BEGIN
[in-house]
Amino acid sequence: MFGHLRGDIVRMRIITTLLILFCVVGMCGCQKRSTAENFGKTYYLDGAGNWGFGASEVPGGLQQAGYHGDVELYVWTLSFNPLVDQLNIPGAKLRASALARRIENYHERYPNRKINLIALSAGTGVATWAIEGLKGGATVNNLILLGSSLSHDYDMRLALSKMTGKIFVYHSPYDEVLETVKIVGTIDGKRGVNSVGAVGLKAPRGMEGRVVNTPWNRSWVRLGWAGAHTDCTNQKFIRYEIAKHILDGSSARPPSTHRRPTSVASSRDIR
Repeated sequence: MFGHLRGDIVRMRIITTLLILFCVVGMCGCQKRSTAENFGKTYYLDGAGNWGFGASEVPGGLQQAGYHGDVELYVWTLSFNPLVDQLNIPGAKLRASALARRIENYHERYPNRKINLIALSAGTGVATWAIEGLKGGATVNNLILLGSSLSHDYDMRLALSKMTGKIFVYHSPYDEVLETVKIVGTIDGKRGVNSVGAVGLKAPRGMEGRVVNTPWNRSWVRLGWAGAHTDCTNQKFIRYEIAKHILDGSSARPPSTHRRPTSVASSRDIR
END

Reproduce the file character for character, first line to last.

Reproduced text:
[in-house]
Amino acid sequence: MFGHLRGDIVRMRIITTLLILFCVVGMCGCQKRSTAENFGKTYYLDGAGNWGFGASEVPGGLQQAGYHGDVELYVWTLSFNPLVDQLNIPGAKLRASALARRIENYHERYPNRKINLIALSAGTGVATWAIEGLKGGATVNNLILLGSSLSHDYDMRLALSKMTGKIFVYHSPYDEVLETVKIVGTIDGKRGVNSVGAVGLKAPRGMEGRVVNTPWNRSWVRLGWAGAHTDCTNQKFIRYEIAKHILDGSSARPPSTHRRPTSVASSRDIR
Repeated sequence: MFGHLRGDIVRMRIITTLLILFCVVGMCGCQKRSTAENFGKTYYLDGAGNWGFGASEVPGGLQQAGYHGDVELYVWTLSFNPLVDQLNIPGAKLRASALARRIENYHERYPNRKINLIALSAGTGVATWAIEGLKGGATVNNLILLGSSLSHDYDMRLALSKMTGKIFVYHSPYDEVLETVKIVGTIDGKRGVNSVGAVGLKAPRGMEGRVVNTPWNRSWVRLGWAGAHTDCTNQKFIRYEIAKHILDGSSARPPSTHRRPTSVASSRDIR